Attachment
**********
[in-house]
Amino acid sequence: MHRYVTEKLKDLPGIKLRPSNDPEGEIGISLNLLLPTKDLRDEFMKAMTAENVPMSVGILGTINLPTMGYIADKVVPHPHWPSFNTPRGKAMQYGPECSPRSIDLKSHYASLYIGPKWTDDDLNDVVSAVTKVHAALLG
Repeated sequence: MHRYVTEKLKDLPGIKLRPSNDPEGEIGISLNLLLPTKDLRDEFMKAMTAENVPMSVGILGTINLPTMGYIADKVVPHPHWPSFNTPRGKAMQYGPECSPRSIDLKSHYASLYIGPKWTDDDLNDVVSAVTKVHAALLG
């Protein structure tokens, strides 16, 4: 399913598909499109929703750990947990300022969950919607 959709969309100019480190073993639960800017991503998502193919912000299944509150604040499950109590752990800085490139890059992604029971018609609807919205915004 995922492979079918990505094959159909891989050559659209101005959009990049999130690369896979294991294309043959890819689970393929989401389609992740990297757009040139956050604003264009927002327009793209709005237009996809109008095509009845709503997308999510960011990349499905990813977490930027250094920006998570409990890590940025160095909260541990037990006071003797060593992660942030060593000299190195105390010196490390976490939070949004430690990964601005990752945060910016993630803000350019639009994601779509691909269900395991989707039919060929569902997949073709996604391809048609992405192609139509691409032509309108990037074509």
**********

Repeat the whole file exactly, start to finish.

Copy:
[in-house]
Amino acid sequence: MHRYVTEKLKDLPGIKLRPSNDPEGEIGISLNLLLPTKDLRDEFMKAMTAENVPMSVGILGTINLPTMGYIADKVVPHPHWPSFNTPRGKAMQYGPECSPRSIDLKSHYASLYIGPKWTDDDLNDVVSAVTKVHAALLG
Repeated sequence: MHRYVTEKLKDLPGIKLRPSNDPEGEIGISLNLLLPTKDLRDEFMKAMTAENVPMSVGILGTINLPTMGYIADKVVPHPHWPSFNTPRGKAMQYGPECSPRSIDLKSHYASLYIGPKWTDDDLNDVVSAVTKVHAALLG
């Protein structure tokens, strides 16, 4: 399913598909499109929703750990947990300022969950919607 959709969309100019480190073993639960800017991503998502193919912000299944509150604040499950109590752990800085490139890059992604029971018609609807919205915004 995922492979079918990505094959159909891989050559659209101005959009990049999130690369896979294991294309043959890819689970393929989401389609992740990297757009040139956050604003264009927002327009793209709005237009996809109008095509009845709503997308999510960011990349499905990813977490930027250094920006998570409990890590940025160095909260541990037990006071003797060593992660942030060593000299190195105390010196490390976490939070949004430690990964601005990752945060910016993630803000350019639009994601779509691909269900395991989707039919060929569902997949073709996604391809048609992405192609139509691409032509309108990037074509």